Dentists: stop specializing!

Nov. 1, 2004
This article is about specialization in dentistry. However, it's not about oral surgeons, endodontists, periodontists, pedodontists, and/or orthodontists.

Louis Malcmacher, DDS

This article is about specialization in dentistry. However, it's not about oral surgeons, endodontists, periodontists, pedodontists, and/or orthodontists. It's about the specialization movements that are growing in general dentistry today.

Each movement will point to its exclusivity and try to convince you that their group is the only one you need. What are some examples of the new movements in dentistry? Here are a few of the more well known:

The Comprehensive Examination Movement — Members of this movement claim every patient needs and wants a comprehensive examination before treatment. They also say every patient needs and wants a complete treatment plan for a full-mouth rehabilitation, and treatment should cost at least $20,000.

The CAD-CAM Movement — This movement believes that every patient needs and wants only one- appointment dentistry. Their followers say it is a sin to bring a patient back for a second appointment. They believe patients are fascinated with watching their own restorations being created in front of their eyes.

The Extreme Makeover Movement — This movement even has its own TV show! Members believe every patient needs and wants 28 veneers (even if they only have 10 teeth), rhinoplasty, liposuction, face lift, chin graft, high cheek bones, and surgery that changes other body parts so dramatically that no one notices the person's smile anyway.

The Laser Movement — This group believes that each patient needs and wants absolutely no local anesthesia, whether it is for flap-periodontal surgery, fillings, crown preps, or endodontic therapy.

The Holistic Movement — Followers of this movement say every patient needs and wants metal-free restorations, and certainly no amalgam should be in their mouths or within 100 yards of their bodies at all times. They sometimes pair up with members of the aesthetic movement, seeking to remove all traces of metal from patients' mouths. They then replace the metal with aesthetic composite materials. What they don't realize is that there are aluminum oxides in most composite resins, so that they are just taking out one metal and putting in another.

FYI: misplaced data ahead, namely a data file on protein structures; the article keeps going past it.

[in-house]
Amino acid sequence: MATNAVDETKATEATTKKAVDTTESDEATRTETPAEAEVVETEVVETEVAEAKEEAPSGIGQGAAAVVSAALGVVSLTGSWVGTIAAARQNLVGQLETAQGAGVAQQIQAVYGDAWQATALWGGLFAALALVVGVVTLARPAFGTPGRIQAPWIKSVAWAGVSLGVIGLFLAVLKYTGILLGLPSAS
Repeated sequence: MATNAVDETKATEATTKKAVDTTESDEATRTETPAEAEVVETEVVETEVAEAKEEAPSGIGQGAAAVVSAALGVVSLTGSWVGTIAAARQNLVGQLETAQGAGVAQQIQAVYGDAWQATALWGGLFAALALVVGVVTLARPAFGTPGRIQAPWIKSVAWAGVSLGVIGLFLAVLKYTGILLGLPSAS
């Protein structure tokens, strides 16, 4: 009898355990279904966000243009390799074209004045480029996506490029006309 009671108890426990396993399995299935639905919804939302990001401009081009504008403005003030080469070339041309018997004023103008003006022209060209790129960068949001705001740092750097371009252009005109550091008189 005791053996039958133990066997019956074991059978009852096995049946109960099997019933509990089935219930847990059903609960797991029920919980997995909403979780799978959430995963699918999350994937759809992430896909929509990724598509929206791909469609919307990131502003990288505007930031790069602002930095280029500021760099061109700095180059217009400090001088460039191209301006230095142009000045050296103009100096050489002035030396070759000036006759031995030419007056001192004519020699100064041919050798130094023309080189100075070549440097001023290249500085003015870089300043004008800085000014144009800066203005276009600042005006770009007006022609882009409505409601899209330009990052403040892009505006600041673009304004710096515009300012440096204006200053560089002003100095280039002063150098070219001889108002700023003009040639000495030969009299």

The Sedation Movement — This group believes every patient needs and wants to be sedated for their dentistry, which is probably not a bad idea.

You probably realized by now that I am exaggerating some of the statements about these movements. My point really is this: Let's not make assumptions about our patients' wants and needs. Rather, let's do something that will quickly, easily — and in a non-threatening way — find out what they need and want: Let's ask them! If they want a comprehensive examination, fine, we can do that. If they only want to talk about one tooth today and take care of the pain, we can do that, too. If painless dentistry is important to them — and it really is to most patients — then get yourself a hard-tissue and soft-tissue laser. If they are so fearful that they need to be sedated with conscious sedation or general anesthesia, we can make arrangements for that as well. If holistic dentistry is what they are requesting, that's not a problem either, because we can always refer them to someone else.

If you want to exclusively limit your practice to one of these movements, then that's great. What will really boost most dental practices, though, is incorporating the best of all of these movements into your practice, so you can offer more dental services to each and every patient. Spend the time to learn how to take advantage of the many modalities available in dentistry today.

My patients need and want a whole lot of different things. I never want to assume what they want, but I do want to be able to give them what they want, which is why we offer a number of different therapies in our office. Despite the hype, none of these movements in dentistry need to be exclusive of each other. However, they certainly can be very complementary, not only to each other, but also to success of your practice by offering the greatest range of benefit to your patients.

Dr. Louis Malcmacher is an international lecturer and author known for hiscomprehensive and entertaining style.An evaluator for Clinical Research Associates, Dr. Malcmacher is a consultant to the Council on Dental Practice of the ADA. For close to two decades, Dr. Malcmacher has inspired his audiences to truly enjoy practicing dentistry by providing the knowledge necessary for excellent clinical and practice-management skills. His group dental practice has maintained a 45 percent overhead since 1988.For details about his speaking schedule, Dr. Malcmacher can be reached at (440) 892-1810 or via email at [email protected].

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